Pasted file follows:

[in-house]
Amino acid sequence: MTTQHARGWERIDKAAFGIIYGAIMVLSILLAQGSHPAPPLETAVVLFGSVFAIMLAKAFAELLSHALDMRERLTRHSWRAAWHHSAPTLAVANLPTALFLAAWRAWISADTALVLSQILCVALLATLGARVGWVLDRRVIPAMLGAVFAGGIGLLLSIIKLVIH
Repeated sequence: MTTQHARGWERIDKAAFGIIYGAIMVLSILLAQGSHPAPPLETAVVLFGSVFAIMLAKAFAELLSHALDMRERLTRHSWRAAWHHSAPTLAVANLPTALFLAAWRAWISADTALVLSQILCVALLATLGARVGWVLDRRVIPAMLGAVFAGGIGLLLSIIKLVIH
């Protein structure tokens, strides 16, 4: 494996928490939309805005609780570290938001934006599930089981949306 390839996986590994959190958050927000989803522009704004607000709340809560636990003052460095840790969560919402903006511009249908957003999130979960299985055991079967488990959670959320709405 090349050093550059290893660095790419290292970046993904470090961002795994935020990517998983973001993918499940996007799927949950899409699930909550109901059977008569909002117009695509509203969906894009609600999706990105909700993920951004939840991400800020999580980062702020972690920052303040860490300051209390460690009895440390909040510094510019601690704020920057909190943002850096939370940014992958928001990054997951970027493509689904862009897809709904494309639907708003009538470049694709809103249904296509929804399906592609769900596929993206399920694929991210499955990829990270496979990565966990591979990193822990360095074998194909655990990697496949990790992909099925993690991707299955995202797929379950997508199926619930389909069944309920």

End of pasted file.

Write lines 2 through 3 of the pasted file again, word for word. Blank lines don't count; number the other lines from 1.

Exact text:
Amino acid sequence: MTTQHARGWERIDKAAFGIIYGAIMVLSILLAQGSHPAPPLETAVVLFGSVFAIMLAKAFAELLSHALDMRERLTRHSWRAAWHHSAPTLAVANLPTALFLAAWRAWISADTALVLSQILCVALLATLGARVGWVLDRRVIPAMLGAVFAGGIGLLLSIIKLVIH
Repeated sequence: MTTQHARGWERIDKAAFGIIYGAIMVLSILLAQGSHPAPPLETAVVLFGSVFAIMLAKAFAELLSHALDMRERLTRHSWRAAWHHSAPTLAVANLPTALFLAAWRAWISADTALVLSQILCVALLATLGARVGWVLDRRVIPAMLGAVFAGGIGLLLSIIKLVIH